Substances such as herbal remedies and vitamins are sometimes marketed as "dietary supplements", which is a legal classification for a particular kind of foodstuff.
Since the Dietary Supplement Health and Education Act of 1994, supplement manufacturers can make general claims about the health-promoting properties of their products without the kind of rigorous standards that would be required to establish safety and effectiveness if the same product were marketed as a drug or a food additive.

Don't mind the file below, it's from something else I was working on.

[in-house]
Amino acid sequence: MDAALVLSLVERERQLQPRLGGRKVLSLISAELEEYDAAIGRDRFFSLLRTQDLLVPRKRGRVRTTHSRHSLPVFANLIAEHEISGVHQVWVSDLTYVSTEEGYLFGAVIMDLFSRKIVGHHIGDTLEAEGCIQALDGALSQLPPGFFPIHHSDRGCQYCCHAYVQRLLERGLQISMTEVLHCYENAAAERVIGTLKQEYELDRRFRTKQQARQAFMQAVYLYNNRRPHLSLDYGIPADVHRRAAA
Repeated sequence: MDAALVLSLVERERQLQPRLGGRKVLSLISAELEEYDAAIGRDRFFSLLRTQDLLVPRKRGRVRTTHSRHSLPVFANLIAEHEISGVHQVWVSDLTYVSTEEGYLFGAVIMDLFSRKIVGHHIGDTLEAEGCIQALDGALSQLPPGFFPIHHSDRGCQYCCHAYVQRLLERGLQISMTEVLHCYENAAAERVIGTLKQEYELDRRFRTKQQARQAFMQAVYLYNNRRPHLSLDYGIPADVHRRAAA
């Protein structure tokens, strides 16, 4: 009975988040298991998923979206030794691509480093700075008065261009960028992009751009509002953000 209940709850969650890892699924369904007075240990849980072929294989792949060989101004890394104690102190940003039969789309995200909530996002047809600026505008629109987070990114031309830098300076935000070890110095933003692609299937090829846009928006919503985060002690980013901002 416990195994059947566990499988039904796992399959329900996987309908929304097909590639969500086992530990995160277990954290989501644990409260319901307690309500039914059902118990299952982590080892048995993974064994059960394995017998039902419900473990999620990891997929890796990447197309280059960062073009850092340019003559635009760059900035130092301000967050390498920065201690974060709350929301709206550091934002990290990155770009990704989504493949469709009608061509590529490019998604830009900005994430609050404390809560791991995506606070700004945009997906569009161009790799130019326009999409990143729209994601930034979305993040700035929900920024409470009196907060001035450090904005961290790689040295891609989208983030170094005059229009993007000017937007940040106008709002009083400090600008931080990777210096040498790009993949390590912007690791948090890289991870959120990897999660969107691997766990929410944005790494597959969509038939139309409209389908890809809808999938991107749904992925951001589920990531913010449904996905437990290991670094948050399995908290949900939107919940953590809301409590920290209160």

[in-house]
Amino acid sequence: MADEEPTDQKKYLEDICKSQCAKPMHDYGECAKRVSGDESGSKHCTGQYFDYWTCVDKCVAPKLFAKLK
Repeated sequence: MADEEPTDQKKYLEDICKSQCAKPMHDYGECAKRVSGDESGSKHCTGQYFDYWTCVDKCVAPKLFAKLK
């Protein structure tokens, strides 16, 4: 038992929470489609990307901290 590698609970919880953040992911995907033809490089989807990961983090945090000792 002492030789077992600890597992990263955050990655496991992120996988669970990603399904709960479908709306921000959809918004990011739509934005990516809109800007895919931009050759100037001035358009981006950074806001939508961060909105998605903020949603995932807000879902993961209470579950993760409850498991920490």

This means that dietary supplements vary widely in safety and in effectiveness; in some cases, there is little or no scientific evidence to support manufacturers' claims.
The Mayo Health Clinic (http://www.mayohealth.org) maintains a current list of information about dietary suppelements.
Article : "GINKGO"
by Catherine E. Myers. Copyright © 2006 Memory Loss and the Brain